Three University of Washington reproductive health experts had already dreamed up parts of a plan that would expand access to abortion training in Washington state. But things had been slow moving.
Then, last June, the U.S. Supreme Court eliminated Americans’ constitutional right to abortion.
“We just looked at each other and said, ‘Well, I guess we’re moving on this,’” said Molly Altman, a UW assistant nursing professor and 18-year nurse-midwife.
Less than a year later, she, Monica McLemore and Meghan Eagen-Torkko are nearly ready to unveil a unique program that will offer a clinical opportunity for advanced practice clinicians throughout the U.S. to learn how to provide abortions and other sexual and reproductive health care.
The group hopes to bridge a gap in the country’s abortion training landscape, which has historically excluded advanced practice clinicians like nurse practitioners and midwives. More hands-on learning opportunities are available for physicians and medical students, though even those options are still limited — especially now that medical residencies in states where the procedure is outlawed are questioning whether or not to keep their programs.
Now, Washington is positioned to serve as a national leader in expanded abortion training, the UW’s nurse experts say. The state not only continues to protect legal abortion, but also allows more types of providers to offer abortion care and houses a major educational research institution that’s willing to devote resources. Few other states offer similar benefits.
“It’s kind of a perfect storm of opportunities,” said Eagen-Torkko, longtime nurse-midwife and UW Bothell’s director of nursing.
Last summer, as the country grappled with how to respond to the Supreme Court’s Dobbs v. Jackson Women’s Health Organization decision, it became apparent the case also marked a subtle, but significant, shift for advanced practice clinicians.
“Dobbs leveled the playing field in a very interesting way,” said McLemore, who founded the original research-based version of the program at the University of California, San Francisco.
Before the Supreme Court overturned Roe v. Wade, 32 states had “physicians-only” laws that allowed only doctors to provide abortions, McLemore said. Recent years brought gradual expansions for nurse practitioners, but now that states with physicians-only laws have largely banned abortions altogether, the incentive to only focus on physician training has disappeared, she said.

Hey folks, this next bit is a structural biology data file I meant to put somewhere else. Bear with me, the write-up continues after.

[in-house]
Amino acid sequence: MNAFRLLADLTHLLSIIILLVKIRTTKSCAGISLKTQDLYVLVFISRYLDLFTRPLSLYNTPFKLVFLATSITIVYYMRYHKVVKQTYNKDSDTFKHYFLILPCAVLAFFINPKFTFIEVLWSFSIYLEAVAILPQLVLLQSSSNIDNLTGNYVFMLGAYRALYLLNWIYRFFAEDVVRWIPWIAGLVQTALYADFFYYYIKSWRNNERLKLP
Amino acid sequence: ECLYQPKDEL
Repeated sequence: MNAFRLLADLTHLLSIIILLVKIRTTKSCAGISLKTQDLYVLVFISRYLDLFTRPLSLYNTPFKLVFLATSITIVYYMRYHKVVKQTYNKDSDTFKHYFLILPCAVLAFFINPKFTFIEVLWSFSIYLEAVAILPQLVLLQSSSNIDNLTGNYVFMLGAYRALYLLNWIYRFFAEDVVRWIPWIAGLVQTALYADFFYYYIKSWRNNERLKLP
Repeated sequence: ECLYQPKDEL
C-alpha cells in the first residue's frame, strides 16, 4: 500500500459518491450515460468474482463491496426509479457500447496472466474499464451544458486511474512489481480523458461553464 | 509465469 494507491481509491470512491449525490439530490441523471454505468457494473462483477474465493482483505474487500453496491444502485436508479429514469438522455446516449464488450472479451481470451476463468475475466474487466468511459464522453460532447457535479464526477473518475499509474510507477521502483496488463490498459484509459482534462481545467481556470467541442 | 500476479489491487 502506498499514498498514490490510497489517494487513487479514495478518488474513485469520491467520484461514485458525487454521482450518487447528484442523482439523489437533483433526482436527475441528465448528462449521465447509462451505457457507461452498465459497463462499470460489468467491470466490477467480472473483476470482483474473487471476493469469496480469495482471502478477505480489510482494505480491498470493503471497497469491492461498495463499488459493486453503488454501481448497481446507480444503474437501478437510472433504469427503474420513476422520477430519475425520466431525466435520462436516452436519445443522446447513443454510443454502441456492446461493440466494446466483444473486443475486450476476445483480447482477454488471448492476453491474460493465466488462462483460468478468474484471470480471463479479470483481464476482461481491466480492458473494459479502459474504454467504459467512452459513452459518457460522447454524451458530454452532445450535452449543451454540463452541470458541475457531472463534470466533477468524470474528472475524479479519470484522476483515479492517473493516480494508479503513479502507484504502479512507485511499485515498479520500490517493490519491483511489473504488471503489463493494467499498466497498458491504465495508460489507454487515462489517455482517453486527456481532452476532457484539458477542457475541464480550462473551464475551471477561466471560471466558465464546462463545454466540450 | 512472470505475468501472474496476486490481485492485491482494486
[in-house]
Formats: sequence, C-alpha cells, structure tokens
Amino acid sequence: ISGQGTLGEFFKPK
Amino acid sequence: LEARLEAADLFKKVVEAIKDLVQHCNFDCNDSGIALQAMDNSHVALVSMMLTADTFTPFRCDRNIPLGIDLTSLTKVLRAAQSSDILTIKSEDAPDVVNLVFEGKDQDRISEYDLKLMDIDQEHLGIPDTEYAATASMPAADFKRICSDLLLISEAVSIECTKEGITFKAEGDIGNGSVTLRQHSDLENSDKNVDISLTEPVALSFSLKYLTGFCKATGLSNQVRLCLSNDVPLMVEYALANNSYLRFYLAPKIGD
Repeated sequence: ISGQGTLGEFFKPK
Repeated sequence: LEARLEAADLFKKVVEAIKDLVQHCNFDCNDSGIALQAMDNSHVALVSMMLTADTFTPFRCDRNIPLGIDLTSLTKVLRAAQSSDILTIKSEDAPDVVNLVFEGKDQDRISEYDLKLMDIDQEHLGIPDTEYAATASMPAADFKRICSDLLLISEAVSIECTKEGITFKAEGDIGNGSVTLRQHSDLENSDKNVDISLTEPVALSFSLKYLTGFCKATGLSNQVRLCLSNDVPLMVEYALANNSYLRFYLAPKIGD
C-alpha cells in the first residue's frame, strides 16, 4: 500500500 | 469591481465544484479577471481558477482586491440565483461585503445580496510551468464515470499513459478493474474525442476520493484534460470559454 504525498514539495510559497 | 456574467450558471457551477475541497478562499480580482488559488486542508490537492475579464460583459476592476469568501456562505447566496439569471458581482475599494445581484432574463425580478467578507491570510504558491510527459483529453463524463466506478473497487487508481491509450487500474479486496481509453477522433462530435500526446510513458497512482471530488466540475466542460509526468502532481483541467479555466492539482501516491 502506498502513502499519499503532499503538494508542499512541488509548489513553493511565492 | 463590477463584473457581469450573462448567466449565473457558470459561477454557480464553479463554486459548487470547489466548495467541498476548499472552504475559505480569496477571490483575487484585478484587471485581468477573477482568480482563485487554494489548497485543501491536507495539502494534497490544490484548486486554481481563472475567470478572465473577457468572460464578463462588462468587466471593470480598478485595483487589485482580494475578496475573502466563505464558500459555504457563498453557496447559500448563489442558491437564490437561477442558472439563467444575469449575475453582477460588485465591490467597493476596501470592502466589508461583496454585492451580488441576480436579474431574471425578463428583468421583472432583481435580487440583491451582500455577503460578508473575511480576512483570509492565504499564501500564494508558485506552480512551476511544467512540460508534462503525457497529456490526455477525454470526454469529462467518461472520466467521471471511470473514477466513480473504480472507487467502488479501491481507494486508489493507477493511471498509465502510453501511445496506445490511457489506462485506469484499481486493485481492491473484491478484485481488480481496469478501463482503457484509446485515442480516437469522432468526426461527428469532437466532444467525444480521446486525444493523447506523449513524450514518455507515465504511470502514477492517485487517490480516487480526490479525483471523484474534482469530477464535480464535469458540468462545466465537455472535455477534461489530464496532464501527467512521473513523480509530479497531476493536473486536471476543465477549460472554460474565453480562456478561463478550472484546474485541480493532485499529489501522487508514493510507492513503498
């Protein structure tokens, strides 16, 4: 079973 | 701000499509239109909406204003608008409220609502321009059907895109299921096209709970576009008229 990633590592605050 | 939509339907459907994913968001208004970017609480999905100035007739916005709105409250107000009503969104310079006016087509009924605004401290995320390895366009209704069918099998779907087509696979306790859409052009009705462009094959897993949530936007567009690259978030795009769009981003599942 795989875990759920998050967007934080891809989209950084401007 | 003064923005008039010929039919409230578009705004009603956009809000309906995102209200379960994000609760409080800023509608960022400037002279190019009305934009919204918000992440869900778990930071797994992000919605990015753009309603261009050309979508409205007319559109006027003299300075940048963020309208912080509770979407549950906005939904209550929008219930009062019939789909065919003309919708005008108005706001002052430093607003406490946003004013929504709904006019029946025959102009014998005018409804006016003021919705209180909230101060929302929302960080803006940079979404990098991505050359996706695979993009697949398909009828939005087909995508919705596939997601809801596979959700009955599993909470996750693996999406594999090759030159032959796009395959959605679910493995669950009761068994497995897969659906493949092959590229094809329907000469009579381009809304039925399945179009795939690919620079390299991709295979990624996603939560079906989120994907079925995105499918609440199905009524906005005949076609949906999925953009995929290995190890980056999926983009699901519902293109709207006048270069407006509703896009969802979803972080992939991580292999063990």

“As long as [physicians-only laws] were in place, physicians were the only people that have been prioritized in workforce development,” McLemore said.
Washington has seen an increase in patients seeking abortions from Southeastern states and other parts of the country since the Dobbs decision, said Kate Cole, a volunteer with the Northwest Abortion Access Fund, which helps people pay for abortion care in Washington, Oregon, Idaho and Alaska. The fund received more than 1,500 requests between July 2022 and last month, Cole said, up from about 1,170 requests in the same period a year earlier.
At the same time, there is a growing pool of health care workers who could be trained to help meet that demand: Washington’s number of licensed advanced registered nurse practitioners and nurse-midwives has jumped almost 60% in the last five years, according to the state’s nursing care quality assurance commission.
“We know we’re going to be a ‘surge state,’ where we’re going to see an influx of patients,” McLemore said. “So we want to make sure we have a workforce that can match the need.”
Who can provide abortions?
In Washington, the first state to vote to legalize abortion, licensed doctors, advanced registered nurse practitioners and physician assistants are allowed to provide abortions.
Physician-provided abortion in the first four months of pregnancy was legalized in 1970, three years before the Supreme Court decided Roe v. Wade. In 1991, Washington went further by codifying Roe and establishing a right to abortion up to the point of fetal viability.
Nurse practitioners and physician assistants were granted further eligibility in 2004 and 2019, when the state Attorney General’s Office published opinions in support of allowing advanced registered nurse practitioners (and later also physician assistants) to provide early surgical and medication abortions. Medication abortions involve taking pills to halt a first-trimester pregnancy, while surgical abortions, also known as aspiration or suction abortions, occur when a doctor uses a vacuum to remove the fetus.
Just last year, the Legislature voted to make the expansion official in statute. Those who spoke in opposition to the bill, including representatives from anti-abortion and religious groups, worried it would lower standards of care and said nonphysicians “lack the training to manage emergencies,” though several OB-GYN experts and abortion providers testified in support of the bill.